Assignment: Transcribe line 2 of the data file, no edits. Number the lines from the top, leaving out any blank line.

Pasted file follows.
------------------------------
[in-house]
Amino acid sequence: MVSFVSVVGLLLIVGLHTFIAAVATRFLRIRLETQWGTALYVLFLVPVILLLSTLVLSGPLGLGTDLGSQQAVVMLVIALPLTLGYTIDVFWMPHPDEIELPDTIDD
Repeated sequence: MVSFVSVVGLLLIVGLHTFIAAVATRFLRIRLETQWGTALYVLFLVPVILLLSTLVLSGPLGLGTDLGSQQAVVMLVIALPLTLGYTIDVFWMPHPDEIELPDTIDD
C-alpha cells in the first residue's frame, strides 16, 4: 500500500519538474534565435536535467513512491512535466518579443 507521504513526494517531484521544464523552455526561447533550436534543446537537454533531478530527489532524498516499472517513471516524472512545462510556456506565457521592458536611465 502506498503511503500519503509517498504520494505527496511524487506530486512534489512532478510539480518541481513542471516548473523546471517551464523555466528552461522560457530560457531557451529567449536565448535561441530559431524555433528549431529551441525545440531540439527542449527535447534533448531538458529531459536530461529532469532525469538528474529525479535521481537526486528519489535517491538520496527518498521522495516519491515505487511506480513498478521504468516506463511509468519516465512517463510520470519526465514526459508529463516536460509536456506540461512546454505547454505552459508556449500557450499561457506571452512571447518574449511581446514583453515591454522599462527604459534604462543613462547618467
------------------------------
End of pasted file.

Amino acid sequence: MVSFVSVVGLLLIVGLHTFIAAVATRFLRIRLETQWGTALYVLFLVPVILLLSTLVLSGPLGLGTDLGSQQAVVMLVIALPLTLGYTIDVFWMPHPDEIELPDTIDD